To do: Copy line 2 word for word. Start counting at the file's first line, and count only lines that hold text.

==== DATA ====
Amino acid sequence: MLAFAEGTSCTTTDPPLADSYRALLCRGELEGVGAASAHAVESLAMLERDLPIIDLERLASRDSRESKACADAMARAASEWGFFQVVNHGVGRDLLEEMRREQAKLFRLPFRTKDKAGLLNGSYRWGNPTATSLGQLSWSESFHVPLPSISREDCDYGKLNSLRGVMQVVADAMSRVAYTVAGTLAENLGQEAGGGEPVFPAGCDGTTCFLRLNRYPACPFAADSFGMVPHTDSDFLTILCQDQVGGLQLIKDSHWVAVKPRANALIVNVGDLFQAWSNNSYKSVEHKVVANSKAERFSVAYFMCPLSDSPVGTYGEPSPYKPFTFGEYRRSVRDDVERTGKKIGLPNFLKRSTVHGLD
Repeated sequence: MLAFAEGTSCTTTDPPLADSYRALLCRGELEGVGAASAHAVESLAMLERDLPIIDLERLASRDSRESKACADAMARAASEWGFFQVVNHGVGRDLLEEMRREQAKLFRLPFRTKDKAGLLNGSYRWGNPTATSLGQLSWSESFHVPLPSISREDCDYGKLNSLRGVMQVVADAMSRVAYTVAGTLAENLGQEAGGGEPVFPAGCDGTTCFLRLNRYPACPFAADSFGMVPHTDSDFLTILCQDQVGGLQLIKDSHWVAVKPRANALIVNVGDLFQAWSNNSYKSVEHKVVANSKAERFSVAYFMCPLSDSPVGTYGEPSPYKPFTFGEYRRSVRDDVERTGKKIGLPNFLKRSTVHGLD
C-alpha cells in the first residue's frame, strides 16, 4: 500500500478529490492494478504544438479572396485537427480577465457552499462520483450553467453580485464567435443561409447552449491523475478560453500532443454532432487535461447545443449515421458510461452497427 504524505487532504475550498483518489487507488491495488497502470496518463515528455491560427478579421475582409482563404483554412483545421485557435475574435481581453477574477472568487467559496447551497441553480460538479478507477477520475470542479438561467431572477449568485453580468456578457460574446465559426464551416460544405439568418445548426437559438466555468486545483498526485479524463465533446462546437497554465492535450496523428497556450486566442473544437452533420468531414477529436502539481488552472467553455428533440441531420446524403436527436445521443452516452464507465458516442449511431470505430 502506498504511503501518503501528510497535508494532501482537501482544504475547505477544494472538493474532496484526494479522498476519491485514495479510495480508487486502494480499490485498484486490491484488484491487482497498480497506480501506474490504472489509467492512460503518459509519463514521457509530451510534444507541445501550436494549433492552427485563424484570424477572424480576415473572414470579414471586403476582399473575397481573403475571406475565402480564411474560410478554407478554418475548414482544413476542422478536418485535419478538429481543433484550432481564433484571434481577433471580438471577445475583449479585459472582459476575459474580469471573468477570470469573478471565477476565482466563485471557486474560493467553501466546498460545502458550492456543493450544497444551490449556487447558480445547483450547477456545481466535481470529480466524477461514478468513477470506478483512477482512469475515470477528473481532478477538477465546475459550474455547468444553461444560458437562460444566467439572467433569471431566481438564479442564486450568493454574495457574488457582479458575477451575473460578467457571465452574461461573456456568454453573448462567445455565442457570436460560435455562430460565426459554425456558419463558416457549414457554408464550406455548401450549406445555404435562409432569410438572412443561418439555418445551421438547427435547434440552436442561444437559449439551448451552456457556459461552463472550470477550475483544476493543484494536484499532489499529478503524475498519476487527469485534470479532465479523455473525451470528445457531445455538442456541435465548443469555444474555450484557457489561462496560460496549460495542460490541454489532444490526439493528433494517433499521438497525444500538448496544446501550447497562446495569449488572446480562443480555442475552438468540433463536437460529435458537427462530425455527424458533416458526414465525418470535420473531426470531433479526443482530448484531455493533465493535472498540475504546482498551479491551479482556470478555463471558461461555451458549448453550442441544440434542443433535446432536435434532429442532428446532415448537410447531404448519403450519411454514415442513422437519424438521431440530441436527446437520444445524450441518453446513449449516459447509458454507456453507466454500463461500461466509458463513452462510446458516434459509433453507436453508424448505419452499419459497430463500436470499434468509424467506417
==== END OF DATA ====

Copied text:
Repeated sequence: MLAFAEGTSCTTTDPPLADSYRALLCRGELEGVGAASAHAVESLAMLERDLPIIDLERLASRDSRESKACADAMARAASEWGFFQVVNHGVGRDLLEEMRREQAKLFRLPFRTKDKAGLLNGSYRWGNPTATSLGQLSWSESFHVPLPSISREDCDYGKLNSLRGVMQVVADAMSRVAYTVAGTLAENLGQEAGGGEPVFPAGCDGTTCFLRLNRYPACPFAADSFGMVPHTDSDFLTILCQDQVGGLQLIKDSHWVAVKPRANALIVNVGDLFQAWSNNSYKSVEHKVVANSKAERFSVAYFMCPLSDSPVGTYGEPSPYKPFTFGEYRRSVRDDVERTGKKIGLPNFLKRSTVHGLD